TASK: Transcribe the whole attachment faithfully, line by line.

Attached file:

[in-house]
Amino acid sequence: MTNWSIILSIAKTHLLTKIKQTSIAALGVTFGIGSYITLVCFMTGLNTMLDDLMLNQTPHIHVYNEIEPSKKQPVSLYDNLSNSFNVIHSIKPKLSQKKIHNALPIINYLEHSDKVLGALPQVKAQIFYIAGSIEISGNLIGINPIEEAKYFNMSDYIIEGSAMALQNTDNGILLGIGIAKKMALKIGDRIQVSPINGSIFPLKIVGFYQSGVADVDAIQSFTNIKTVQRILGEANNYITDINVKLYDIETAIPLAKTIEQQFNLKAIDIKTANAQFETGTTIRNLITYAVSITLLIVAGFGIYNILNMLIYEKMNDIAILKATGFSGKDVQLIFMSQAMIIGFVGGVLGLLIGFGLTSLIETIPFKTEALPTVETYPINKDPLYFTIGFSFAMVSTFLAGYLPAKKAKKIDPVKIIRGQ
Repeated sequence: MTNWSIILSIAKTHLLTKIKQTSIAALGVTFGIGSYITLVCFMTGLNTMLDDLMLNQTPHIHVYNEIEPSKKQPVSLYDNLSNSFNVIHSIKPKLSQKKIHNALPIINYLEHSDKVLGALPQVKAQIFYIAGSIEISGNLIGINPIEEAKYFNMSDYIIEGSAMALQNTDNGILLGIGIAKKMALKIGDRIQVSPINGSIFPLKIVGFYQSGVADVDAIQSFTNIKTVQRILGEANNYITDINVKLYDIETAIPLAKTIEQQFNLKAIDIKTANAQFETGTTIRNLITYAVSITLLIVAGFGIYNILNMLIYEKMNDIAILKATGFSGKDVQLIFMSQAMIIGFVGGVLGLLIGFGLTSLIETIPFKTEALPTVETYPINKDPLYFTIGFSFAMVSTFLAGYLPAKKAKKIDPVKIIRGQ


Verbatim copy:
[in-house]
Amino acid sequence: MTNWSIILSIAKTHLLTKIKQTSIAALGVTFGIGSYITLVCFMTGLNTMLDDLMLNQTPHIHVYNEIEPSKKQPVSLYDNLSNSFNVIHSIKPKLSQKKIHNALPIINYLEHSDKVLGALPQVKAQIFYIAGSIEISGNLIGINPIEEAKYFNMSDYIIEGSAMALQNTDNGILLGIGIAKKMALKIGDRIQVSPINGSIFPLKIVGFYQSGVADVDAIQSFTNIKTVQRILGEANNYITDINVKLYDIETAIPLAKTIEQQFNLKAIDIKTANAQFETGTTIRNLITYAVSITLLIVAGFGIYNILNMLIYEKMNDIAILKATGFSGKDVQLIFMSQAMIIGFVGGVLGLLIGFGLTSLIETIPFKTEALPTVETYPINKDPLYFTIGFSFAMVSTFLAGYLPAKKAKKIDPVKIIRGQ
Repeated sequence: MTNWSIILSIAKTHLLTKIKQTSIAALGVTFGIGSYITLVCFMTGLNTMLDDLMLNQTPHIHVYNEIEPSKKQPVSLYDNLSNSFNVIHSIKPKLSQKKIHNALPIINYLEHSDKVLGALPQVKAQIFYIAGSIEISGNLIGINPIEEAKYFNMSDYIIEGSAMALQNTDNGILLGIGIAKKMALKIGDRIQVSPINGSIFPLKIVGFYQSGVADVDAIQSFTNIKTVQRILGEANNYITDINVKLYDIETAIPLAKTIEQQFNLKAIDIKTANAQFETGTTIRNLITYAVSITLLIVAGFGIYNILNMLIYEKMNDIAILKATGFSGKDVQLIFMSQAMIIGFVGGVLGLLIGFGLTSLIETIPFKTEALPTVETYPINKDPLYFTIGFSFAMVSTFLAGYLPAKKAKKIDPVKIIRGQ